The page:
8
Chemistry-140 Lecture 3
  • Compounds
  • Compounds consist of more than one element united
    chemically in definite mass proportions.
  • The law of constant composition or law of
    definite proportions states that, for a given
    chemical compound, the mass proportions of the
    elements are always the same.
  • butane has chemical formula C4H10

9
Chemistry-140 Lecture 3
  • Measurement
  • The metric system of units is attractive since
    all related units differ by powers of ten
  • For example, there are 100 centimeters in a
    meter.
  • SI (Système International d'Unités) is the
    recognized set of fundamental metric units for
    scientific measurement.
  • mass Kilogram (kg)
  • length Metre (m)
  • time Second (s)
  • electrical current Ampere (A)
  • temperature Kelvin (K)
  • light intensity Candela (cd)
  • amount of substance Mole (mol)

10
Chemistry-140 Lecture 3
  • Metric System
  • Metric uses prefixes to indicate subunits.
  • For example
  • 1 centimeter (cm) 1/100 meter 1 x 10-2 m
  • 1 millimeter (mm) 1/1,000 meter 1 x 10-3 m
  • 1 nanometer (nm) 1/1,000,000,000 meter 1 x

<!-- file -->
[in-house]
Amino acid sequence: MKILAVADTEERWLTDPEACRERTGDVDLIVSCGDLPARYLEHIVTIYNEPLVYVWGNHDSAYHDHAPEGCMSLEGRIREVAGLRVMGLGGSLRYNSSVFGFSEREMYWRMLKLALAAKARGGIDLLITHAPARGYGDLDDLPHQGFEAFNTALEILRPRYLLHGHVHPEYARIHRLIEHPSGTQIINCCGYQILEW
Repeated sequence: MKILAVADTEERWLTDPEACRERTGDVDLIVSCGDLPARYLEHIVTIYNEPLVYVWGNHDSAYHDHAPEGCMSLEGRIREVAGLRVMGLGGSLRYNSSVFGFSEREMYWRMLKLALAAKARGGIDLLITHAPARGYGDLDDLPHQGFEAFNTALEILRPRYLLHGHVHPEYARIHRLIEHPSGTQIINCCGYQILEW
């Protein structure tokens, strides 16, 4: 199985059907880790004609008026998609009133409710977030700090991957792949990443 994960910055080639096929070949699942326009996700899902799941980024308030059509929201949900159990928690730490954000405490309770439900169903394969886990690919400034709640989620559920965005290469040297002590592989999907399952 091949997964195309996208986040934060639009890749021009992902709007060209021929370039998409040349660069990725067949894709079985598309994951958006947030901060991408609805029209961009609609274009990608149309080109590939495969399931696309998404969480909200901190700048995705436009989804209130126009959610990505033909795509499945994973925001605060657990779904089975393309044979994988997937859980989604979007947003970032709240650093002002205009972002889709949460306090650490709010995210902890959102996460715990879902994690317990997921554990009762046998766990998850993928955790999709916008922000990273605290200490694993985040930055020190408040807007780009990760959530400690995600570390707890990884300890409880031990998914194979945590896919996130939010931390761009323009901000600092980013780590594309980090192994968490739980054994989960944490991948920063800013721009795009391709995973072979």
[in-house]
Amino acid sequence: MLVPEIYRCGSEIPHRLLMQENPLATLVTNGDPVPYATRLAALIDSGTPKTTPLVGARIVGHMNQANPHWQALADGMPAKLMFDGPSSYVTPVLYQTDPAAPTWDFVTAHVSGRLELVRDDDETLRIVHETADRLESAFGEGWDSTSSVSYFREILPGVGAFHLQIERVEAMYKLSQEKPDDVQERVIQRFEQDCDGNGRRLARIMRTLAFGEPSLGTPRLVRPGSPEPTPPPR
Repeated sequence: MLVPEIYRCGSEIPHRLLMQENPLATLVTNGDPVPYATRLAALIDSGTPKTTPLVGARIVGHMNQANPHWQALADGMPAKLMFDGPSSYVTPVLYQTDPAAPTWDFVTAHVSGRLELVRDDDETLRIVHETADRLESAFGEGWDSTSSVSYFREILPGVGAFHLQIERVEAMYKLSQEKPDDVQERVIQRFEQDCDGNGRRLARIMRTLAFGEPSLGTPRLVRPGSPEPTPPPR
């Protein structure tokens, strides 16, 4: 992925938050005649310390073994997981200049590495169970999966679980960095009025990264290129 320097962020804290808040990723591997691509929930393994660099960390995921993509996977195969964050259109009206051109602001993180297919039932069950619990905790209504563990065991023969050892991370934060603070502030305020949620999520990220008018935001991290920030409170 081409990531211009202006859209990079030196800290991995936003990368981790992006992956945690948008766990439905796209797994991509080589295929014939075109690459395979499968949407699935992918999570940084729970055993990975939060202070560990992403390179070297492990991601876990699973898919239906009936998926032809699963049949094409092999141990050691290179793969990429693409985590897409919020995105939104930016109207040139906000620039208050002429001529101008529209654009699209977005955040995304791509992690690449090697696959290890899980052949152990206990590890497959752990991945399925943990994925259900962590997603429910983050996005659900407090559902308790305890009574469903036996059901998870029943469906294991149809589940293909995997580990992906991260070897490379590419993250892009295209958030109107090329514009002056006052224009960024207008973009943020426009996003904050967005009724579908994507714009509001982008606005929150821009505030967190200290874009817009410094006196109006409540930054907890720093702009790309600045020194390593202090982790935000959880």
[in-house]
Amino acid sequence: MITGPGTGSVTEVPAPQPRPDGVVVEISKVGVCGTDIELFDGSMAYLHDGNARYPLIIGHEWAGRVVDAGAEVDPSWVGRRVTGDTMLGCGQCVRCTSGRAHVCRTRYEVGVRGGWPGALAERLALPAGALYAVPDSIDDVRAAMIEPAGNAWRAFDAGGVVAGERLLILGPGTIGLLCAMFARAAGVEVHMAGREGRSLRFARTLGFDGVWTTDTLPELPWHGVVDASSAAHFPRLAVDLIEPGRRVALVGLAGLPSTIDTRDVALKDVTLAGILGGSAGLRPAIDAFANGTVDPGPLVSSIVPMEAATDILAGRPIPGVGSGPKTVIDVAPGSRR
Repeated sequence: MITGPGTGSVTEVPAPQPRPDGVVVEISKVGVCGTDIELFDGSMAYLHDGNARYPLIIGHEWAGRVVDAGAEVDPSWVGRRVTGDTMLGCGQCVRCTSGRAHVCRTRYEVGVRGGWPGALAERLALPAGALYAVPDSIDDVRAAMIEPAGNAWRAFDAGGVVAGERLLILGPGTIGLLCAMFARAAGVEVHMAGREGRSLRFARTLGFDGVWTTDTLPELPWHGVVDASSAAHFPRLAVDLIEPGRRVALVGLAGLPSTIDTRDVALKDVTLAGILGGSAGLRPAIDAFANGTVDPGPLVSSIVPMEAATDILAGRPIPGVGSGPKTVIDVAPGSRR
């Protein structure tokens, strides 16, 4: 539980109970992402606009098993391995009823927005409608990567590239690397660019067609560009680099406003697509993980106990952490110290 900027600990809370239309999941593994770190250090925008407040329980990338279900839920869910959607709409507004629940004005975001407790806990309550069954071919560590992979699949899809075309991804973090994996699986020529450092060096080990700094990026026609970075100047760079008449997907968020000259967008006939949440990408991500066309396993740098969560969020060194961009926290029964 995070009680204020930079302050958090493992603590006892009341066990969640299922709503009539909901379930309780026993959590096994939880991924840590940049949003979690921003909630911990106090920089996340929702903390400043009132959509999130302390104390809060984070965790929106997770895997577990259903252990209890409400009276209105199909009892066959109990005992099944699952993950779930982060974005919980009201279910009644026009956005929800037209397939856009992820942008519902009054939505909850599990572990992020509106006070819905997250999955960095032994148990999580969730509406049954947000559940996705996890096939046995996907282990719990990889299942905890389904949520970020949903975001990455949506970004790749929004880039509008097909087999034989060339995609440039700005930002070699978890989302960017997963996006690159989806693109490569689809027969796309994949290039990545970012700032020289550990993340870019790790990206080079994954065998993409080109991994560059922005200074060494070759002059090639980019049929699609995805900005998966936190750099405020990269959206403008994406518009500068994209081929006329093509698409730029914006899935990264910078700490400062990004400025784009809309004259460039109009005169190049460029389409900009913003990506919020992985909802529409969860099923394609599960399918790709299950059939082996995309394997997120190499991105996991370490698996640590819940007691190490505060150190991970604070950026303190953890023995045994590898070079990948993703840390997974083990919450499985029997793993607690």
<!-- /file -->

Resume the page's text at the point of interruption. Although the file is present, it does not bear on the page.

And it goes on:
10-9 m
  • Others quantities are derived from these.
  • Volume of a box is given by the product of the
    lengths.
  • One Liter is the volume of a box that is 10
    centimeters on each side 1 L 1000 cm3 or 1 mL
    1 cm3.
  • Density is the ratio of mass to volume of a
    sample (g/mL). For a pure substance, density is
    constant.

11
Chemistry-140 Lecture 3
  • Precision Accuracy
  • Precision is a measure of random error
  • (the less the random error, the higher the
    precision)
  • Precision refers to the reproducibility of a
    measurement.
  • Accuracy is a measure of systematic error
  • (the less the systematic error, the higher the
    accuracy)
  • Accuracy refers to the agreement of a measurement
    with the "correct" value.

12
Chemistry-140 Lecture 3
  • Precision Accuracy in Numbers
  • Exact numbers are those that are infinitely
    precise.
  • Most exact numbers are integers, such as.
  • 12 eggs 1 dozen, and are not measurements
  • (1 mole 6.022 x 1023).
  • Inexact numbers result from measurements
  • and are subject to error.
  • Precision and accuracy represent the two types of
    error.

13
Chemistry-140 Lecture 3
  • Significant Figures
  • Significant figures reflect precision.
  • All of the known digits are reported plus a last,
    estimated, digit.
  • For example
  • a measurement with a metric ruler, graduated in
    mm, might be reported as "27.6 mm" showing what
    the scale actually has markings for (27 mm) and
    an estimate between-the-lines" (.6 mm).

14
Chemistry-140 Lecture 3
  • Application of Significant Figures

Question What is the difference between 4.0 g
and 4.00 g? Answer 4.0 has two significant
figures 4.0 0.1 4.00 has three significant
figures 4.00 0.01 Question A balance
has precision of 0.001 g. How many significant
figures should be reported for a sample that
weighs about 25 g? Answer Five!!!